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Why do religious people attempt to persuade others of their beliefs? What are the current objections to the religious practice of proselytizing? Is proselytizing an ethically defensible practice? Are there kinds of proselytizing activities that are ethically questionable?Elmer John Thiessen responds to questions like these in an effort to provide a philosophical defense of proselytization, or religious persuasion, as an ethical practice. Thiessen examines and refutes current cultural and academic objections to religious proselytizing and offers a thorough ethics of evangelism.
Elmer John Thiessen is research professor of education at Tyndale University College and Seminary in Toronto, Canada. Thiessen is the author of Teaching for Commitment and In Defence of Religious Schools and Colleges and has published numerous articles in professional and scholarly journals.
Table of Contents
|Some Introductory Considerations|
|Academic objections to proselytizing||p. 17|
|Objectives and approach||p. 20|
|Significance of this study||p. 23|
|Foundational Issues||p. 26|
|Religious impulse to proselytize||p. 27|
|Why the growing controversy over proselytizing?||p. 34|
|Some examples of immoral proselytizing||p. 37|
|Ethical foundations||p. 43|
|Consensus and relativism||p. 46|
|Objections to Proselytizing|
|Epistemological/Ethical Objections to Proselytizing||p. 53|
|Truth and religious pluralism||p. 62|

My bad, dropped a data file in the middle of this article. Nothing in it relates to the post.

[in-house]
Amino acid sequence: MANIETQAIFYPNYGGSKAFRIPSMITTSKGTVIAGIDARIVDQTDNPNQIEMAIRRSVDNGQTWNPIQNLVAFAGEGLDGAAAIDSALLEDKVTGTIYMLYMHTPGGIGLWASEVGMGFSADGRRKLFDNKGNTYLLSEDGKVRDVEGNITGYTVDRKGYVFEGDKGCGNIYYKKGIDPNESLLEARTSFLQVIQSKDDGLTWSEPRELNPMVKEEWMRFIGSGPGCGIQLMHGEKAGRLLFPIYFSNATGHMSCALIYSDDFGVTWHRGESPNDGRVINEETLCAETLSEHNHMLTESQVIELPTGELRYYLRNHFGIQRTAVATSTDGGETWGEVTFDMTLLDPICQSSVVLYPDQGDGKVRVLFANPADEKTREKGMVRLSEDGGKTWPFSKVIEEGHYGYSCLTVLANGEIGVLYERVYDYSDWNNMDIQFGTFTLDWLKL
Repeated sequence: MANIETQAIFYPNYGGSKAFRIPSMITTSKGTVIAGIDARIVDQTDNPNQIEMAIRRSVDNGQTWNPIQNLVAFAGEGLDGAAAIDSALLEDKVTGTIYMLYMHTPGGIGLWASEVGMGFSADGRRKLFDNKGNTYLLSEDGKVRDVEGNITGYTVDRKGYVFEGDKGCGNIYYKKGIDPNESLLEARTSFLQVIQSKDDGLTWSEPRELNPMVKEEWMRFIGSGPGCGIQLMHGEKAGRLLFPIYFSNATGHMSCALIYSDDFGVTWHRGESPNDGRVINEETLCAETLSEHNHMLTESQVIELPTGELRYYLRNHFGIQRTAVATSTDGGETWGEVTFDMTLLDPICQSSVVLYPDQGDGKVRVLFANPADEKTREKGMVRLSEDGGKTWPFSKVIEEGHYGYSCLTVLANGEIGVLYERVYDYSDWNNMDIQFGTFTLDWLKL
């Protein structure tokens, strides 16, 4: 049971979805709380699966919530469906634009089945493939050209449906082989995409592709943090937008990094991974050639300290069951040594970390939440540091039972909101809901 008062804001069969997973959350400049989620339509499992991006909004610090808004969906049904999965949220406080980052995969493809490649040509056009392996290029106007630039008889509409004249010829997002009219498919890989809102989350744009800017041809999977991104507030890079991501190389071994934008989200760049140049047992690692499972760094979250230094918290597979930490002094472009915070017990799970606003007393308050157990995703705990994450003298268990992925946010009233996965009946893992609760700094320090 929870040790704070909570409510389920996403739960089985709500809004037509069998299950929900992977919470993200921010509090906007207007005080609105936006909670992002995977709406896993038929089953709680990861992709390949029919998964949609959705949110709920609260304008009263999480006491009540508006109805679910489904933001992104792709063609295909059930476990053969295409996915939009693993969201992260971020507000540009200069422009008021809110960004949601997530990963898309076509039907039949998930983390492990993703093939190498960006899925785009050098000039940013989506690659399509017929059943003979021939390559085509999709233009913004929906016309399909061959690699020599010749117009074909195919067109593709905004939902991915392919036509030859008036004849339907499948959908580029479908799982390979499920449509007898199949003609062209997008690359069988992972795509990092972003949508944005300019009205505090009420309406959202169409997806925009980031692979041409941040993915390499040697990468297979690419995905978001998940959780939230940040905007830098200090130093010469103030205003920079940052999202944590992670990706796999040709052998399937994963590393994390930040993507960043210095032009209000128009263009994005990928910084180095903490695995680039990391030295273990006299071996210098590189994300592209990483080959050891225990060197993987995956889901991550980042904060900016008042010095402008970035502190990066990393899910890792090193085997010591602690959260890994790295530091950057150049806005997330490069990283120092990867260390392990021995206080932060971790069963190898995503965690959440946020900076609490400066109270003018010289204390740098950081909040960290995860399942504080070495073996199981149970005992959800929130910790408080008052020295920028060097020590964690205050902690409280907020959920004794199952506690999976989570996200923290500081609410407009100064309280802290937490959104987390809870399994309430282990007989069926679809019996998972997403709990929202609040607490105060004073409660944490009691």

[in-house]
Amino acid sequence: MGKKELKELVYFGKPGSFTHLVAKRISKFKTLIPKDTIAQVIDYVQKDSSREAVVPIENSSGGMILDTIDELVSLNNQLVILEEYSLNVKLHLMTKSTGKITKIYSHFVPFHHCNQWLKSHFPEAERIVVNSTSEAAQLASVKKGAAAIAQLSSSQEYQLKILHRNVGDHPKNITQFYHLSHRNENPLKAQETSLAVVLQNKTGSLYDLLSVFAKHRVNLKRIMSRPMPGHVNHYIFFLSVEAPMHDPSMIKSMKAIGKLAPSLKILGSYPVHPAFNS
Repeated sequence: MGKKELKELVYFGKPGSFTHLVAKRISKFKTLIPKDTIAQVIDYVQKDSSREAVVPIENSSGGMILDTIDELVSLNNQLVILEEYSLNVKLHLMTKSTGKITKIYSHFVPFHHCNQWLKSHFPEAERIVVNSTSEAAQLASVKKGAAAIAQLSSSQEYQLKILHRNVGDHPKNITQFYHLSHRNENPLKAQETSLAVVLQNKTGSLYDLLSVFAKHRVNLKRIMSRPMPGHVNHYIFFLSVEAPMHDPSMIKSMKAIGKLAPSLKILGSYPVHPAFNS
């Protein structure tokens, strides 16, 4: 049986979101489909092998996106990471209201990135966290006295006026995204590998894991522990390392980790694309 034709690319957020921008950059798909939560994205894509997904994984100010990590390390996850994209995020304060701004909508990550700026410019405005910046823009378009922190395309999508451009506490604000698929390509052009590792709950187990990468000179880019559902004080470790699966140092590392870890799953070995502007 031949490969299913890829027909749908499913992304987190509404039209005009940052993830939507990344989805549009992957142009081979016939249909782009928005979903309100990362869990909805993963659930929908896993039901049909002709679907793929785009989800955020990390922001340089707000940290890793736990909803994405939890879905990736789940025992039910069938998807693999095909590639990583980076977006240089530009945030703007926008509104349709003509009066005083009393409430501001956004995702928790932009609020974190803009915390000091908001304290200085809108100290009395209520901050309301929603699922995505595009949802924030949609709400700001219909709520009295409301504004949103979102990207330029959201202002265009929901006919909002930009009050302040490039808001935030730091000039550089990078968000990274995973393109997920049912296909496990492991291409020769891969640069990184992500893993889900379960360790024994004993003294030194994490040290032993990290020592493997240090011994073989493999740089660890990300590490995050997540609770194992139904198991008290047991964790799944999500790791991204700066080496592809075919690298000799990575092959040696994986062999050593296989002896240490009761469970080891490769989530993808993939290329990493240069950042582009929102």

|Rationality and certainty||p. 71|
|Proselytizing and the Integrity/Freedom of Individuals and Societies||p. 77|
|Problems of question-begging||p. 80|
|Physical coercion and the problem of vagueness||p. 84|
|Psychological coercion||p. 88|
|Inducements to convert||p. 91|
|Coercion and informed consent||p. 94|
|Missionary colonialism||p. 96|
|Liberal Objections to Proselytizing||p. 104|
|Consequences of proselytizing||p. 114|
|Questionable motivations||p. 118|
|Proselytizing and universalization||p. 124|
|Proselytizing and pluralism||p. 126|
|A Positive Approach to Proselytizing|
|A Defence of Proselytizing||p. 133|
|John Stuart Mill's argument||p. 134|
|Contemporary liberalism||p. 135|
|Etiquette vs. ethics||p. 138|
|Dignity of the proselytizer||p. 142|
|Dignity of the proselytizee||p. 146|
|Epistemologico-ethical considerations||p. 147|
|Distinguishing Between Ethical and Unethical Proselytizing|
|Criteria to Evaluate Proselytizing: Part I||p. 157|
|Dignity criterion||p. 161|
|Care criterion||p. 165|
|Physical coercion criterion||p. 167|
|Psychological coercion criterion||p. 169|
|Social coercion criterion||p. 176|
|Inducement criterion||p. 181|
|Criteria to Evaluate Proselytizing: Part II||p. 184|
|Rationality criterion||p. 184|
|Truthfulness criterion||p. 188|
|Humility criterion||p. 196|
|Tolerance criterion||p. 198|
|Motivation criterion||p. 200|
|Identity criterion||p. 201|
|Cultural sensitivity criterion||p. 204|
|Results criterion||p. 205|
|Golden Rule||p. 208|
|Come Concluding Considerations||p. 215|
|Religious dialogue vs. proselytizing||p. 216|
|Encouraging ethical proselytizing: Resources within proselytizing religions||p. 219|
|Social reinforcement||p. 223|
|Legal reinforcement||p. 226|
|Religious freedom||p. 230|
|Summary of 15 Criteria to Distinguish Between Ethical and Unethical Proselytizing||p. 234|
|Literature Review on the Ethics of Proselytizing and Related Fields||p. 238|
|Author/Name Index||p. 275|
|Subject Index||p. 280|
|Table of Contents provided by Ingram. All Rights Reserved.|